Kirk Kelly

From Wikipedia, the free encyclopedia
Jump to: navigation, search
Kirk Kelly
Birth name Kirk P. Kelly
Born circa 1960
Long Island, New York U.S.
Origin New York City
Genres anti-folk, folk, singer-songwriter
Occupation(s) musician & union organizer
Instruments vocals, guitar, harmonica, ukulele
Years active 1980s - present
Labels SST, Mugsy Records
Associated acts Lach
Roger Manning
Cindy Lee Berryhill
Brian Ritchie

Kirk P. Kelly (born circa 1960) is a folk singer, songwriter and labor activist from New York City. In the mid-1980s Kelly and a group of like-minded musicians started calling themselves "anti-folk" and started a small but intense movement.[1] Kelly's music has been infrequently recorded over the years.[2] His work has often included topical songs. Some of Kelly's early songs dealt with the labor movement and were based upon his own work experience. A decade or so after starting his musical career Kelly was accepted to and attended an AFL-CIO organizer's training school and began working throughout the United States as a union organizer.[1]

Biography[edit]

Kelly was born on Long Island circa 1960 and grew up listening to (among other things) Irish musicians such as the Clancy Brothers.[1] In the early 1980s he began performing music that was influenced by both the folk revival artists and punk bands such as the Ramones and the Clash. In the mid-80s Kelly found that the old guard of the Greenwich Village folk scene were unwilling accept this combination as legitimate folk music. One night Kelly was banned from the open mics at Gerde's Folk City for handing out flyers for a performance at an East Village venue.[1]

As a result, Kelly banded together with like-minded musicians, Lach, Cindy Lee Berryhill, and Roger Manning to form the roots of what became known as the "anti-folk movement."[1] Kelly's first recording was in a duo with Lach (regarded by many as the father of anti-folk) as "The Folk Brothers" in 1985 on their cassette-only release called, All Folked up with Nowhere to Go.[2]

Kelly's first solo release, Go Man Go, appeared in 1988 on the punk label, SST (Black Flag, etc.). Allmusic calls the title song "hard driving and great, typical of Kelly."[3] In the same year that "Just Do It!" first appeared in commercials for Nike, Inc., "Go Man Go" seemed to be something of a slogan among anti-folk scenesters. The phrase is quoted in a couple of songs on Roger Manning's debut release in that same year. Nearly the entire album features Kelly performing solo with guitar and harmonica (producer Brian Ritchie plays acoustic bass guitar on one song). Kelly's sound clearly shows the influence of early Bob Dylan and Phil Ochs. The later is paid a tribute on "Heroes of Tomorrow" (both a call to action and a look at figures of the past including Joe Hill, Eugene Debs, and Ochs). One reviewer of Kelly's first album called the work "so derivative of Bob Dylan that maybe A.J. Weberman should consider rooting through Kelly's trash.[4]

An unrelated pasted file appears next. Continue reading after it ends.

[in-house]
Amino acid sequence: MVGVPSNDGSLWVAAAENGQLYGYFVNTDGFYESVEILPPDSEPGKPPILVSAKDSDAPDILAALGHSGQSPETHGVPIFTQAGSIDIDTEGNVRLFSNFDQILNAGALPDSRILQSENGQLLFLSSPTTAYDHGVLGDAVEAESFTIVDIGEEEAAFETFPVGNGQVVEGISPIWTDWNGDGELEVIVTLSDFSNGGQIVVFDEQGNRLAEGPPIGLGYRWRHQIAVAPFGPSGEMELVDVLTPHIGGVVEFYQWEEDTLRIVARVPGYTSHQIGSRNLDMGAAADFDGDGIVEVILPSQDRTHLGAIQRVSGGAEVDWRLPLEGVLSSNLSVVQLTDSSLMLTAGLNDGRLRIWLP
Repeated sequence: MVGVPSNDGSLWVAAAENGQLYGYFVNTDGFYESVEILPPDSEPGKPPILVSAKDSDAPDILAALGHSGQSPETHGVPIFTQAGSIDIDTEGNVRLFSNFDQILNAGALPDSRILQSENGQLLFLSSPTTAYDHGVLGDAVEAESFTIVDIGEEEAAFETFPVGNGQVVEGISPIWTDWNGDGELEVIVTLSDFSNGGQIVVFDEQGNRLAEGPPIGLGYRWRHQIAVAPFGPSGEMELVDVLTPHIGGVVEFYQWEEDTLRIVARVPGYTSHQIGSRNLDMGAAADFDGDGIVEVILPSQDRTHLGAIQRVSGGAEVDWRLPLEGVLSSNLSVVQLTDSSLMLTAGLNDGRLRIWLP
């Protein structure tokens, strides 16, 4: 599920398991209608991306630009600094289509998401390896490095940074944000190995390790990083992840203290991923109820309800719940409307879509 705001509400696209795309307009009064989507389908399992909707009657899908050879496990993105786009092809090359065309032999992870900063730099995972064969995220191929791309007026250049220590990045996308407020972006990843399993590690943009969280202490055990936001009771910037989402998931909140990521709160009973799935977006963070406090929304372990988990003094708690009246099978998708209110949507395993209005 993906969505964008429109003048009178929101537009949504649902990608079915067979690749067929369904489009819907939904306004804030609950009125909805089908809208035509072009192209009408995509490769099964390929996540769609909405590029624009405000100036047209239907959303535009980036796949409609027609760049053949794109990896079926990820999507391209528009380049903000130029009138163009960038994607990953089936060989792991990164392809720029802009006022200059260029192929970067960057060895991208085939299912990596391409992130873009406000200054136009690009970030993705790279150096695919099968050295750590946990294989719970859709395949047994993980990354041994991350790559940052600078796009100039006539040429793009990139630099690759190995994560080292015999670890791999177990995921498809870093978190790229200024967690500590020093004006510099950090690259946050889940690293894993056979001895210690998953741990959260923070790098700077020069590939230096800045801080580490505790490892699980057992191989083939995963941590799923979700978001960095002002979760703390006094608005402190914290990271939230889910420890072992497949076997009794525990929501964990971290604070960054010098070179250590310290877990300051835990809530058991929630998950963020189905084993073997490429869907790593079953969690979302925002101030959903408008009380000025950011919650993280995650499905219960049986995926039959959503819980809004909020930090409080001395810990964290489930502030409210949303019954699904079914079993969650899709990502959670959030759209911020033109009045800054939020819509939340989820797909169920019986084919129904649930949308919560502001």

A number of Kelly's earliest songs dealt with labor issues (e.g. "Corporation Plow"). Kelly's own experience working as a fruit picker on Long Island's East End planted the seed for his song, "Working in the Vineyards". Over time Kelly began performing at union rallies and would get called to play at picket lines. Later, while working in an airline's reservation office Kelly worked as a "white collar member" of the machinist's union.[1] After several years on the job Kelly applied to an organizer's training school with the AFL-CIO. Soon he was helping to organize campaigns all around the United States, such as a Teamsters local on the waterfront in Seattle, Washington.

Kelly's socio-political second album, New City (1997) was released nearly a decade after his first.[5] Kelly put it out on his own, Mugsy Records, a label that grew to include a handful of artists in the early 2000s. The "Mugsy Records Manifesto" laid out the labels mission to "fight for social and economic justice" saying:

"America belongs to those who build it, fix it, run it, clean it, protect it, feed it, care for it and educate it. In the work we do we forge a common identity and it is the work of its most progressive artists to give voice to that identity. America's popular culture must tell the real story of its people and reflect its true identity."[6]

In 2003 Kelly's cover of "Downbound Train" was chosen for the Springsteen tribute album, Light of Day. Allmusic called his arrangement "radical" as Kelly stripped the song down to simply vocals and ukulele.[7]

Although a 2004 interview quotes Kelly discussing songs to appear on his "next album" (including a song about patriot Nathan Hale)[1] as of 2008 no recording appears to have materialized. Kelly continues, however, to make appearances where he both sings and speaks out for workers rights.[8]

Discography[edit]

Solo albums[edit]

  • Go Man Go (1988, SST)
  • New City (1997, Mugsy Records)[5]

See also[edit]

References[edit]

External links[edit]